(OXFORD, Miss.) – Johnny and Renee McRight remember their undergraduate and graduate school years at the University of Mississippi as some of the best of their lives. They also recognize the fellowships, grants and other opportunities they were afforded made their graduate degrees and professional careers possible.
To ensure similar opportunities remain available to Ole Miss graduate students, the Greenville couple has created the McRight Biology and Speech Pathology Endowment with a gift of $100,000. The fund will provide assistance for first-year graduate students in the two fields on a rotating basis, with first preference given to Mississippians.
“We want students to be the best students they can be,” said Johnny McRight, who earned undergraduate and graduate degrees in biology. “We know from experience that if your finances are stable, you can focus on your studies. Renee and I felt compelled to do something to provide deserving students the same opportunities we enjoyed. We also want our university to have the resources to be competitive in recruiting students.”
Paul Lago, chair of the UM Department of Biology, said the McRights’ gift addresses a pressing need at a critical time.
“This gift could not have come at a better time, with declining state funding. We welcome this remarkable support, which will give more qualified students the opportunity to experience the excellent research environment here in biology at Ole Miss. We deeply appreciate the generosity of the McRights,” he said.
Johnny McRight benefited from his experiences in the biology department, where he became fascinated with plant physiology. Bailey Ward, now professor emeritus of biology, was an influential figure in McRight’s academic career and encouraged him to complement his biology and chemistry classes with post-graduate studies in pharmacology. After graduation, McRight founded DeltAg Formulations, which has evolved into a formulator, manufacturer and major supplier of soil and plant biostimulants and micronutrients. Because of his love of biology and his alma mater, McRight also has been passionate about the protection of the Ole Miss Grove.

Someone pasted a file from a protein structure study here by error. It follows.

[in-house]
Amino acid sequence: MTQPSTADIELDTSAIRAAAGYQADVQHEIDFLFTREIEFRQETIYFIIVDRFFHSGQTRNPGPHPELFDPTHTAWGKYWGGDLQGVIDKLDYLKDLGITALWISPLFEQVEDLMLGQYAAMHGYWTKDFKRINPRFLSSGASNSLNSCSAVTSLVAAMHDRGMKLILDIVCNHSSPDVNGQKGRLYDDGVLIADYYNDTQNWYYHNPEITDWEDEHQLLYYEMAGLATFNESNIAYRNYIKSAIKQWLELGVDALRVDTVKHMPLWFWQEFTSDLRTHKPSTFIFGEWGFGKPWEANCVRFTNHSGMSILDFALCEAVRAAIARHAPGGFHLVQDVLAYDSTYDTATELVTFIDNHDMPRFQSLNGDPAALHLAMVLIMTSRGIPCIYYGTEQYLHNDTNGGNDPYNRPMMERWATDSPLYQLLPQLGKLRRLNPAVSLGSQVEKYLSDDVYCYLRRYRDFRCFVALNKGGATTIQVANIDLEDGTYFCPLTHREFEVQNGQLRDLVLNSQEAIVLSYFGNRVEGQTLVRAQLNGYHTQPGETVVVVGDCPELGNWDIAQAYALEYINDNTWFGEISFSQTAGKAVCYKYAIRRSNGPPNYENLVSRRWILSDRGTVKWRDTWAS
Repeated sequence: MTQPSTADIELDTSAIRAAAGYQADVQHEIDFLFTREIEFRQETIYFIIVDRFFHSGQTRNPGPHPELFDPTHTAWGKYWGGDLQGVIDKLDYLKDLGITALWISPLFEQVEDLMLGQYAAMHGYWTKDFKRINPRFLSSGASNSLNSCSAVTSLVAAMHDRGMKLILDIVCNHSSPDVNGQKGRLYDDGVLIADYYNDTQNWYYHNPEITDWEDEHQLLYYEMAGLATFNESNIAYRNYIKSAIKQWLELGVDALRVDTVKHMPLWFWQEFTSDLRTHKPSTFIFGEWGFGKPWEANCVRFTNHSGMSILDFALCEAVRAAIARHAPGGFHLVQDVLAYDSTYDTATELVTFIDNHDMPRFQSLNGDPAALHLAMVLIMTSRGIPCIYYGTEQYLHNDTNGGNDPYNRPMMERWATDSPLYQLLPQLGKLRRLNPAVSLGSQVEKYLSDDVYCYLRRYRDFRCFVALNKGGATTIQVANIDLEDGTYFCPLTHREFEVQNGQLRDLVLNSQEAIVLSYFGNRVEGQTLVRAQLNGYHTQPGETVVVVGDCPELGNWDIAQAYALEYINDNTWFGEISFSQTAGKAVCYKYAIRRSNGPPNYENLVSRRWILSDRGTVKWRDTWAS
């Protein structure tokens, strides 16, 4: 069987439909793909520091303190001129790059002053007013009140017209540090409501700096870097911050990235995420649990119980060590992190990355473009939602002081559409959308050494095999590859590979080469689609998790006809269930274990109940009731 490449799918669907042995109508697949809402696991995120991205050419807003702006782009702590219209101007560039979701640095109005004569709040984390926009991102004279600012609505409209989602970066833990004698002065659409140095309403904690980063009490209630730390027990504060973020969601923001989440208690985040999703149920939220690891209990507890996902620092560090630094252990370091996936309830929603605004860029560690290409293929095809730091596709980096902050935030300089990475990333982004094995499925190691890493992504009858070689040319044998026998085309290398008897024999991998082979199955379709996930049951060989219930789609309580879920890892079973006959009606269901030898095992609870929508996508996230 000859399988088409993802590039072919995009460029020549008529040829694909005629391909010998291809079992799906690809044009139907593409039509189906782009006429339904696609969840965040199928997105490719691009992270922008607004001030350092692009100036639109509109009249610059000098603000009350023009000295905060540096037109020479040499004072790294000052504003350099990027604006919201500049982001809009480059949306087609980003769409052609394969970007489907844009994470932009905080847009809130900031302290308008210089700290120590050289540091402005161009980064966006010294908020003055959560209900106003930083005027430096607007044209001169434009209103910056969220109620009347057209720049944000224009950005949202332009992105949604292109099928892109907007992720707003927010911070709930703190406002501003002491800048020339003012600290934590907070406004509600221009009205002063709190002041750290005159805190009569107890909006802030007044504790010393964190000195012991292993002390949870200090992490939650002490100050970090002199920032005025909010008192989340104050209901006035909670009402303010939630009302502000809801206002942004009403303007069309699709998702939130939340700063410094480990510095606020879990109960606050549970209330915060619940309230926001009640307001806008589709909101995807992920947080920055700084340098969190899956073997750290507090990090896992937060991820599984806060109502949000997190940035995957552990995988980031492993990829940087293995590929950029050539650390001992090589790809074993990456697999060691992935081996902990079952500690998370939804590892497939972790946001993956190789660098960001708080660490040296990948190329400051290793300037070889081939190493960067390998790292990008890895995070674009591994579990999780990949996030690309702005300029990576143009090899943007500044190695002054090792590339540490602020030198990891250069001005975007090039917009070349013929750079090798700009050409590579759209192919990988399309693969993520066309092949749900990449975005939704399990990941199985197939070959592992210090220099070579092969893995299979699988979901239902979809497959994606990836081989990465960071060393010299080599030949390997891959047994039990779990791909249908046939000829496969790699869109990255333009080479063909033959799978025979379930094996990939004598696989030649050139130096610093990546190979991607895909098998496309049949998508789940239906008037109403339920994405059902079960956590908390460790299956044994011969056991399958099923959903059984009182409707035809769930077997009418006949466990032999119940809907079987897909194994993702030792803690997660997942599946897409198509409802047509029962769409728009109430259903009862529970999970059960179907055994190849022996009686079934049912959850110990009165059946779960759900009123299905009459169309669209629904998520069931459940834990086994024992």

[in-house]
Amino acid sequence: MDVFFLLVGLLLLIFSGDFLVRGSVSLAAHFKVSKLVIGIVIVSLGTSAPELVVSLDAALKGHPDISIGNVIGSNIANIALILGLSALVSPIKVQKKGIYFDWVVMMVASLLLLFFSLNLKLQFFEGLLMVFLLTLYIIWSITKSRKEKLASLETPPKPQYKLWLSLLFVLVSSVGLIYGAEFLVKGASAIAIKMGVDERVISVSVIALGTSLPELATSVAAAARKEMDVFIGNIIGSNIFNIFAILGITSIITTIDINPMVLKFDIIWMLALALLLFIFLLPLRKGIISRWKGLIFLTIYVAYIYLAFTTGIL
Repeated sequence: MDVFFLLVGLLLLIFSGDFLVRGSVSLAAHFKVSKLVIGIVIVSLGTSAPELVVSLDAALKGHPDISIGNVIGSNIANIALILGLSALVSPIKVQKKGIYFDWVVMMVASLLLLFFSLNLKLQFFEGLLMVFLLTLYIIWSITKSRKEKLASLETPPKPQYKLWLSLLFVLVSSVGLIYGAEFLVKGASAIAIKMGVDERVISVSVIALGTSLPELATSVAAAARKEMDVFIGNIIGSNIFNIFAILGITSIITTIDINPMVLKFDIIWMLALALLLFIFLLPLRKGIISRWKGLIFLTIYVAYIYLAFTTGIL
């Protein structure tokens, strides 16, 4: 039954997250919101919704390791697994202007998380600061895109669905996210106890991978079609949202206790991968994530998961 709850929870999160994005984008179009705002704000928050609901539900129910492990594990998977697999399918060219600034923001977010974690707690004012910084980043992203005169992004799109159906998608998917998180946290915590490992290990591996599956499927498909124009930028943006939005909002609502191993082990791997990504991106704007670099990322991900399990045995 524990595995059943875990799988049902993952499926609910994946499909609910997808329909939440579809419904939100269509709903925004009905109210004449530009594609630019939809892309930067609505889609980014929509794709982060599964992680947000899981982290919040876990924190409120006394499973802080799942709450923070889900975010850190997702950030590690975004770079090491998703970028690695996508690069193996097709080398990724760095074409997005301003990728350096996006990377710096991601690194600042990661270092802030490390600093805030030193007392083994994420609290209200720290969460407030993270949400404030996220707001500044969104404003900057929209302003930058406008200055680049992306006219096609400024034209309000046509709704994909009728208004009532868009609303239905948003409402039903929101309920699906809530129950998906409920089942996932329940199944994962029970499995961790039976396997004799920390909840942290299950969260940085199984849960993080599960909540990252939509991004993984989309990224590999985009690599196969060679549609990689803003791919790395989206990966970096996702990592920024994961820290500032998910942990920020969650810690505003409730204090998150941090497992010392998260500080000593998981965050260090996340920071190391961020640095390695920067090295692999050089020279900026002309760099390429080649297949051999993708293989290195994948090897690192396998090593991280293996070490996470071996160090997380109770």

Renee McRight operates a private practice in speech pathology, which she opened after earning undergraduate and graduate degrees from Ole Miss in communicative disorders. “I always knew I wanted to work with children, and this field intrigued me from the beginning,” she said, adding that over the years she has worked with people of all ages.
At Ole Miss she was influenced by Gloria Kellum, vice chancellor emerita of university relations and professor of speech pathology. “She was an excellent teacher and motivator,” Renee McRight said. “When I graduated, I was very prepared for the real world. My generation of speech pathologists worked on licensure law, and Gloria Kellum was the professor who instilled in us the sense that we needed to be active in promoting our profession. She made us all better.”
Kellum responded, saying, “Renee was an exceptional student who developed into an outstanding alumna and tremendous professional. She has dedicated her whole life to helping countless Mississippians of all ages gain or regain communication skills. As we all know, communication is our link to each other, and Renee has made such meaningful contributions in this regard. We are grateful she and her husband are providing opportunities for future speech pathologists.”
The McRights recall fond memories of their time at Ole Miss, which inspired their gift. They were high school sweethearts who married during college. They continue to enjoy friendships they developed in married student housing, where their rent and utilities came to $52.50 a month. Renee McRight was selected to receive one of only two fellowships awarded for graduate work in communicative disorders, and Johnny McRight also received grants for his graduate work in biology and tutored Ole Miss athletes for four years.
“We were as happy at Ole Miss as we were anywhere,” Renee McRight said. “We developed a close-knit family of friends, and we have always loved our university. I think that’s why so many Ole Miss alumni give back – we’ve had great college experiences and then such good experiences in our own careers because of that education.”
Johnny McRight comes from a family with numerous ties to the university, including his parents, Lila Lee Nosser McRight, who was elected Miss Ole Miss in 1946, and his late father, W.O. “Bill” McRight, who played football and graduated in 1949. Two of his uncles were chosen for All-American honors when they played football, and his mother and two of his aunts were varsity cheerleaders.
The McRights’ daughter, Meriwalker Britt, carried on the Ole Miss tradition, earning a bachelor’s degree in biology, before joining DeltAg Formulations. The couple hopes their grandson, John Christian Britt, will continue the family’s legacy at UM. If so, the McRights will be able to see him often since they maintain a second home in Oxford and frequently attend university and athletic events.